* Posts by Antron Argaiv

718 posts • joined 18 May 2016


Ever feel like all your prayers go unheard? The Catholic Church has an app for that

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Re: But will they let you delete your account?

You're looking at it from the wrong side. The trick is to get *them* to leave *you*.

I think missing a bunch of "Holy Days of Obligation" is enough to get you excommunicated.

// Mum stopped going to Mass as soon as she left home for college.

// She returned only for my wedding, which was at a Catholic church solely for the benefit of my bride's mother.

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Re: Your piousness is all gone!

Or, in France, Uber Allez.

The French, especially, might be somewhat sensitive about that....

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Re: Was it written in...

Probably runs as a user process. I couldn't see having a "prayer daemon"...

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Re: No point

It's about your devotion, your communication to Him.

Is it really communication if nobody's listening?

// not that I stay awake wondering

// seems to be no $DEITY icon, so...

Clone your own Prince Phil, says eBay seller hawking debris left over from royal car crash

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The papers said he has a license

Pretty big of him, condescending to follow the rules. SHE doesn't have a license. Being queen and all. But I don't think she drives on the public roads. Just a spin around the estate, fast enough to make the passengers grab for the handles. Bonus points if it's someone from Saudi Arabia. Sometimes it's good to be Queen.

Dear humans, We thought it was time we looked through YOUR source code. We found a mystery ancestor. Signed, the computers

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Re: Many mysteries

True. I was always told that my dad's family emigrated from Scotland to Kentucky. Which they did. But my DNA test came out 40% Norwegian. Seems the Vikings got around as well. And there's a smidge of Middle Eastern, as Mum's Italian ancestors were traders from Smyrna, and apparently there were some locals mixed in.

We are all immigrants, it's just how far back you need to look. And I'd argue that the blending of cultures makes us (USAians, but others as well) a richer nation.

I used to be a dull John Doe. Thanks to Huawei, I'm now James Bond!

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Re: Conquest of Africa?

The US has a dept of defence


The USA has a Department of Defense.

// USAian who is conflicted

// did 3 yrs of primary school in Australia

// pounds, shillings and pence Australia

Are you sure your disc drive has stopped rotating, or are you just ignoring the messages?

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Re: I'm not even sure that half the developers read the prompts they are adding

Shouldn't it be:

[Cancel][Cancel cancel]

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Re: I can believe it!

The problem is not that they are *prohibited* from refilling the paper tray, nor is it that each ream of paper must be accounted for (thankfully, we have not descended to that!), but that my cow-orkers are simply too *lazy* to refill the tray.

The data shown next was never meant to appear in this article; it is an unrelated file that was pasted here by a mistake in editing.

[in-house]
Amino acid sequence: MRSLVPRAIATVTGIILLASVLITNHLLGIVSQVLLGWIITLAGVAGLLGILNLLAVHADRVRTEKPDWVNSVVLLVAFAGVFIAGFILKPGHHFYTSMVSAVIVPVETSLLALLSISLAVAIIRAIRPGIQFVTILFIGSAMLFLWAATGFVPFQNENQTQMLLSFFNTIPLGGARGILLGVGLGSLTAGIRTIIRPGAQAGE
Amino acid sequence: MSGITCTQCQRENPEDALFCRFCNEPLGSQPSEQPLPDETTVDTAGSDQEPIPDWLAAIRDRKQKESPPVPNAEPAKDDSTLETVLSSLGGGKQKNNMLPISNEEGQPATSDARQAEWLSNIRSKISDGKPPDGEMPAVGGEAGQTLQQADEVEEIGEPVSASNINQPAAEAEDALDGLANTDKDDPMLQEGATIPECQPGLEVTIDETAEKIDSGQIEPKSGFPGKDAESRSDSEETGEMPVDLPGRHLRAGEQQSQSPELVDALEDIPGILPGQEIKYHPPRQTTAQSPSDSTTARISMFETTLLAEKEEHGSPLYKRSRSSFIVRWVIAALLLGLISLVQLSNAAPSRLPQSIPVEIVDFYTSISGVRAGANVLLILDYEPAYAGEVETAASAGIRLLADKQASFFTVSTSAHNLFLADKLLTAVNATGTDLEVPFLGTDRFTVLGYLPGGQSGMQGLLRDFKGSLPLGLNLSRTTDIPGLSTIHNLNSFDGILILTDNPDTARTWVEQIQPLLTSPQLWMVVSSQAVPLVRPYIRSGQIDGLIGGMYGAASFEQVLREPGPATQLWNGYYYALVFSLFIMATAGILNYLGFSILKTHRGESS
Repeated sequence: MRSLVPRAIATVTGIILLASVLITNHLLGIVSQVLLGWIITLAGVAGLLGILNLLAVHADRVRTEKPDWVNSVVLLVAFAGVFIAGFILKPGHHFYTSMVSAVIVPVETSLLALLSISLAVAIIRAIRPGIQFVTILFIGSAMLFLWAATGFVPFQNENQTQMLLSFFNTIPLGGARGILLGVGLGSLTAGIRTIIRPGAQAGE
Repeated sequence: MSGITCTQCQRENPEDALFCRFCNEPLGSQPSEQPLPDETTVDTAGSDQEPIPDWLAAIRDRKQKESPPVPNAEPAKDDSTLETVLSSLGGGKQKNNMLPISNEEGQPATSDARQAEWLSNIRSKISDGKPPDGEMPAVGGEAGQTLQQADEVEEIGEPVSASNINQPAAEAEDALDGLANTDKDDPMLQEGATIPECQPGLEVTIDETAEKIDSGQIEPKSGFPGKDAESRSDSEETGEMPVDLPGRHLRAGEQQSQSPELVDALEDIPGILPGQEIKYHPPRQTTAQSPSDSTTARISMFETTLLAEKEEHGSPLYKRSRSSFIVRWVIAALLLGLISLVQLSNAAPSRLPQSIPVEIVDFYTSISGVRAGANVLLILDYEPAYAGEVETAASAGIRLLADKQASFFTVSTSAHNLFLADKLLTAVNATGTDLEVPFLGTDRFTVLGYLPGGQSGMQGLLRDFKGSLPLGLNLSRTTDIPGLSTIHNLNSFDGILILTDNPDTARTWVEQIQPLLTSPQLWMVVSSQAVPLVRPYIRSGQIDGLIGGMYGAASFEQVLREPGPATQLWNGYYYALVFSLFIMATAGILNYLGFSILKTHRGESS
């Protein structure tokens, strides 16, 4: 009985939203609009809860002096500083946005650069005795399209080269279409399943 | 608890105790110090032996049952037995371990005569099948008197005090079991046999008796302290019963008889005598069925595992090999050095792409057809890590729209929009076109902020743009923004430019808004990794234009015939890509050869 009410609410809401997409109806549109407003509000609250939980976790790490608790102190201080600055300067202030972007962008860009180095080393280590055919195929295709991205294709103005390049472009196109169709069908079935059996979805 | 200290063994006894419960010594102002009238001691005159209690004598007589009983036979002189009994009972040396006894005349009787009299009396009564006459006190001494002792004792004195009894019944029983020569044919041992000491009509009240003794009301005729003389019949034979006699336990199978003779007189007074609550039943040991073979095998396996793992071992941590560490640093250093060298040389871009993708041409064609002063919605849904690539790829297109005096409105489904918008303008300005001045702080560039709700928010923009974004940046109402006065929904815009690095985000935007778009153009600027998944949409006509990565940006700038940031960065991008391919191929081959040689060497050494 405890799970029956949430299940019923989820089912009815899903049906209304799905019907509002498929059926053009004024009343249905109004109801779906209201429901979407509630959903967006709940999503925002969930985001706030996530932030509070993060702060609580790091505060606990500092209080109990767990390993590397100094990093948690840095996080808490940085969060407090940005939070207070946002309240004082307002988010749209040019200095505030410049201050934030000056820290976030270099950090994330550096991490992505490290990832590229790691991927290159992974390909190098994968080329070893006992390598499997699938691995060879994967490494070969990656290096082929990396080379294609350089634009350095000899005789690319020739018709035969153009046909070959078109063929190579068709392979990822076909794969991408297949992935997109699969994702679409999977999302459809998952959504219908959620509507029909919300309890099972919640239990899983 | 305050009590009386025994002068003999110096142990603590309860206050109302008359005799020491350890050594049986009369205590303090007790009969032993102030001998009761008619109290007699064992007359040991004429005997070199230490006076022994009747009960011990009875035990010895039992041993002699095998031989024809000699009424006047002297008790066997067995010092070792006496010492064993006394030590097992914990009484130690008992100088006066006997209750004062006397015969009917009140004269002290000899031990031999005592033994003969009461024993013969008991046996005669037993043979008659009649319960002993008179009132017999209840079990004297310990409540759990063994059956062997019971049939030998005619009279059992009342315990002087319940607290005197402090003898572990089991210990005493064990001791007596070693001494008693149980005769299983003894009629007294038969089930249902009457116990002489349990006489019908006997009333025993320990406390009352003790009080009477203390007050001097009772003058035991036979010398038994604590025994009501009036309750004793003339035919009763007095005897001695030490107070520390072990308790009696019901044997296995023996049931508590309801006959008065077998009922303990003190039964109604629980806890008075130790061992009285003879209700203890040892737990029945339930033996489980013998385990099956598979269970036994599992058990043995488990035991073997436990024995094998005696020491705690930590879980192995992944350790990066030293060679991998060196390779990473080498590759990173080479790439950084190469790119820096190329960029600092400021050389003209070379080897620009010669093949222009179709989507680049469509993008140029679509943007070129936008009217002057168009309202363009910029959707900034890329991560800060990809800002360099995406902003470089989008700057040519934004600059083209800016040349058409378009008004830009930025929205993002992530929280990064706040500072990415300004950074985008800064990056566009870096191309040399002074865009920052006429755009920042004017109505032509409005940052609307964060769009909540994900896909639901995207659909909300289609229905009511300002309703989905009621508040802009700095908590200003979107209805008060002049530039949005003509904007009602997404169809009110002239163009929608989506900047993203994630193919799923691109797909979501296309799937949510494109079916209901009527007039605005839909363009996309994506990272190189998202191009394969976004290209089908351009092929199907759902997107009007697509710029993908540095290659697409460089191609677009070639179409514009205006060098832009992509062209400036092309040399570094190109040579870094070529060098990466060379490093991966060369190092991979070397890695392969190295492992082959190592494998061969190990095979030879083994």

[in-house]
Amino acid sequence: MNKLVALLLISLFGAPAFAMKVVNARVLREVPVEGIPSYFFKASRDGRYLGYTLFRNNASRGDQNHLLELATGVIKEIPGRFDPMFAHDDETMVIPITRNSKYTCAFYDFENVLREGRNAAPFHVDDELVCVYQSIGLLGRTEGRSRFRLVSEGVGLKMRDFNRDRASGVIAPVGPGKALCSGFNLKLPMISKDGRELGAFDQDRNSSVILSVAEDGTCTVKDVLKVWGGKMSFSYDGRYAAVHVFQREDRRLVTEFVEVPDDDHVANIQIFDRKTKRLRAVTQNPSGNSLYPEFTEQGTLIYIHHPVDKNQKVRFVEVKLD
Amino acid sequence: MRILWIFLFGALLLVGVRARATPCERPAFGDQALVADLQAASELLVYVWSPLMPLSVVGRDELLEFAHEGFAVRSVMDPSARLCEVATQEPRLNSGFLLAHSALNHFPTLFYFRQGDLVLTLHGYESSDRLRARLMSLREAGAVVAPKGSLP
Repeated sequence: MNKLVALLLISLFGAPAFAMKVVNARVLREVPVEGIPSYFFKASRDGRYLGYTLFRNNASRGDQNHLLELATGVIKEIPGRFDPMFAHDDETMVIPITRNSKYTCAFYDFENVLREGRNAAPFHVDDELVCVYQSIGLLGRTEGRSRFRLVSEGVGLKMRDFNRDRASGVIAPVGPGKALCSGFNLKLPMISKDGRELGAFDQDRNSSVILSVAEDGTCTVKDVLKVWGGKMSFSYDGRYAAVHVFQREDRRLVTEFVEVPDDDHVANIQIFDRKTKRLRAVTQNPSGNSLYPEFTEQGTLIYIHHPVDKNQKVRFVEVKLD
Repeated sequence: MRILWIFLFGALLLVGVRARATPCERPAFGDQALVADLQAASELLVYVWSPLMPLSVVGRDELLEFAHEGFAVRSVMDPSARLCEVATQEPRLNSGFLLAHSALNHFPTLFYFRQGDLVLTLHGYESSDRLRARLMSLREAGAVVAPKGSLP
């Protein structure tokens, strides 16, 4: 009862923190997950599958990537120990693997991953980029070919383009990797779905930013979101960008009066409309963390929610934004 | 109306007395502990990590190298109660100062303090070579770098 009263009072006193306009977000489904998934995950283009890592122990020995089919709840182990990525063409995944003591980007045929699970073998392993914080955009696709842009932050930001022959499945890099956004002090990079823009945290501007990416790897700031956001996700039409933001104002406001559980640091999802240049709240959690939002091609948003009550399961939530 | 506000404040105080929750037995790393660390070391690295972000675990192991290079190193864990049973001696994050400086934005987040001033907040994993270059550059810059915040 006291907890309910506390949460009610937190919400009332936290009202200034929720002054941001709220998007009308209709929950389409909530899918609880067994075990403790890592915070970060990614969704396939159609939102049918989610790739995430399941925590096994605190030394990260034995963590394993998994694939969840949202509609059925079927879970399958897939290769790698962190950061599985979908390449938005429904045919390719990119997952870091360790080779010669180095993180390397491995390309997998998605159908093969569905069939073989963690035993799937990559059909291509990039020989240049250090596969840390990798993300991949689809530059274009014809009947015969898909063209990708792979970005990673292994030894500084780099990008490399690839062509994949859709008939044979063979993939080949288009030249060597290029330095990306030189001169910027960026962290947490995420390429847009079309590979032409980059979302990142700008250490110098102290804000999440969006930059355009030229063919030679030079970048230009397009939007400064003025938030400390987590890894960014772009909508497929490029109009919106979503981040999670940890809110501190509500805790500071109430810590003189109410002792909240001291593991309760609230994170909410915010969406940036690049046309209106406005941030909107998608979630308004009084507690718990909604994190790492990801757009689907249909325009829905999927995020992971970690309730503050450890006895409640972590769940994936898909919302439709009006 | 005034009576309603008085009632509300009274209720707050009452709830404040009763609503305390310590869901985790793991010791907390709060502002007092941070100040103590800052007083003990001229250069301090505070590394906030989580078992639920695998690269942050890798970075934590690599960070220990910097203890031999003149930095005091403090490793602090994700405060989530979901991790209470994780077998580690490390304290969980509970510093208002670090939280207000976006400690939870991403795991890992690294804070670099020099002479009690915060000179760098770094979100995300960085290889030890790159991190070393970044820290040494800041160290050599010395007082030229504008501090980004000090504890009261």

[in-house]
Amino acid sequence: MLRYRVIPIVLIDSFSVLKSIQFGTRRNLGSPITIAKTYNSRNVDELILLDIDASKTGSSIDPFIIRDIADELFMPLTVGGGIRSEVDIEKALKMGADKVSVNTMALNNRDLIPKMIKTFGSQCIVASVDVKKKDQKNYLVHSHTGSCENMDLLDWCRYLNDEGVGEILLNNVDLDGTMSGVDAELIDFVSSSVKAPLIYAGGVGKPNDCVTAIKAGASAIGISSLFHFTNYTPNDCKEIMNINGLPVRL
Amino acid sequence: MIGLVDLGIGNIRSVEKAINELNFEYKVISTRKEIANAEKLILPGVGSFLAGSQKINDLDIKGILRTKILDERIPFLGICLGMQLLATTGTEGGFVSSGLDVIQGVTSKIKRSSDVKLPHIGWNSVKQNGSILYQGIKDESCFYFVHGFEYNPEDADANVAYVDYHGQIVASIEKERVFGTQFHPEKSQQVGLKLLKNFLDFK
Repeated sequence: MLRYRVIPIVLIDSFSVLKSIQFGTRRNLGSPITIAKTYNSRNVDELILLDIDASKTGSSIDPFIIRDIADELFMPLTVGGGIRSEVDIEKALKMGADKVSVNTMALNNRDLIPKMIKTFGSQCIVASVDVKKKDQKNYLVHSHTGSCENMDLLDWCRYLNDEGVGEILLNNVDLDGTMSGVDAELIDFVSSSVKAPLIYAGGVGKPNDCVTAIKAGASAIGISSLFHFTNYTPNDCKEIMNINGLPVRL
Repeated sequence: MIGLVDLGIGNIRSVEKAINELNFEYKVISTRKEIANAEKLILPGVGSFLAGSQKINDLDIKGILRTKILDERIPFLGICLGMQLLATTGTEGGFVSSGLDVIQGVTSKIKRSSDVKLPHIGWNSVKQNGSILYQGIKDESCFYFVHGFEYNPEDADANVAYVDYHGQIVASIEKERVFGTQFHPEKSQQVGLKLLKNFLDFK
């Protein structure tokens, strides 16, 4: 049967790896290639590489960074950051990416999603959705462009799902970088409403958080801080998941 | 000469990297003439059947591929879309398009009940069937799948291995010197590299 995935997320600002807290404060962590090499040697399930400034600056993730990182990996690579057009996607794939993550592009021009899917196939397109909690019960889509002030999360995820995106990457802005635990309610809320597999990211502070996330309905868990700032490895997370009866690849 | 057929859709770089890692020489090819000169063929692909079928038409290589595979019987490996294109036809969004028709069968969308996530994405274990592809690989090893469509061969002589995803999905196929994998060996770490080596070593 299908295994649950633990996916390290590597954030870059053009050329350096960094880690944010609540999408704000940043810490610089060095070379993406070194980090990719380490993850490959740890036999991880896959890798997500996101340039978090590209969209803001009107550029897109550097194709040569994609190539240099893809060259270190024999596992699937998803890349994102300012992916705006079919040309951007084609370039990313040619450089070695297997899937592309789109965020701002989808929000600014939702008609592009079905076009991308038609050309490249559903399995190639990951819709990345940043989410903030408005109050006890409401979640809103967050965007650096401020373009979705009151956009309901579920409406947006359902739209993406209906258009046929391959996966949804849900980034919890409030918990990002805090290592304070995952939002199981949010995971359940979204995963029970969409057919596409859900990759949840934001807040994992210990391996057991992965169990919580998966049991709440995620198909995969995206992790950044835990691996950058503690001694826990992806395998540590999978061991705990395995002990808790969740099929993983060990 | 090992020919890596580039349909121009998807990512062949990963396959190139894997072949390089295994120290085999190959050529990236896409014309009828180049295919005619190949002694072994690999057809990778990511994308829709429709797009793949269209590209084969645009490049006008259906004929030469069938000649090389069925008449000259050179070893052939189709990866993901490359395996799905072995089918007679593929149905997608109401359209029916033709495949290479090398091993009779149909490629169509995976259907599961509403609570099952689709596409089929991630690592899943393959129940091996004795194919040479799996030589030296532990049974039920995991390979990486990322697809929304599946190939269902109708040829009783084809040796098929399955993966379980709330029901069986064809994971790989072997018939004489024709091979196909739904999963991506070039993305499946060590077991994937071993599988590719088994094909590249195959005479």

Also too lazy to dispose of the remaining food in their dishes, rinse them and place them in the dishwasher, leaving dirty bowls, plates and food remnants in the communal sink.

Such is life.

Come mobile users, gather round and learn how to add up

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Re: Testing gone wrong

Talk about being in the wrong place at exactly the wrong time.

Cant stop watching it.

Microsoft vows to destroy Office, er, offices: Campus to be demolished and rebuilt

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VAX, natch.

Mainframe brains-slurper sues IBM for 'age discrim', calls Ginny and biz 'morally bankrupt'

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Seems to be a job requirement pour les Grandes Fromages.

You were told to clean up our systems, not delete 8,000 crucial files

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Re: Same user - same problem twice

I do the same. HDDs are about $100. Cheap insurance, and, once you have insured that all the data has been transferred, you can use the old drive as a secondary (or for something else).

Fake 'U's! Phishing creeps use homebrew fonts as message ciphers to evade filters

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new company

My company just got acquired. The new company sends out scads of "feel good" employee communications, plus loads of IT system status messages, most of which dont concern me.

They alxo, I discovered, have hired a company with the email domain of "phish-me.com" to send out periodic phishing test messages. I fell for the first one, something about security update that looked official on my newly created account, but have now filtered those out.


Um, I'm not that Gary, American man tells Ryanair after being sent other Gary's flight itinerary

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Re: It'll never happen...

Easy way to fix it:

Write an email filter to dump emails with any of the variant TO: addresses into the deleted folder. Problem (for you) solved!

At some point, the holder of the similar email will twig to the fact that he is missing a lot of emails.

I'm just not sure the computer works here – the energy is all wrong

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Re: Ah, the carefree days of yore

You, sir, have hit the marital jackpot.

Mine drives a Jeep Wrangler with a stick shift.

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Re: No interference?

Quality Chinese Engineering.

If you have some time, take a few of those imported gems apart. You will have nightmares.

I suggest starting with a Chinese power strip. Bonus points if it doesn't have a UL (or CE) mark.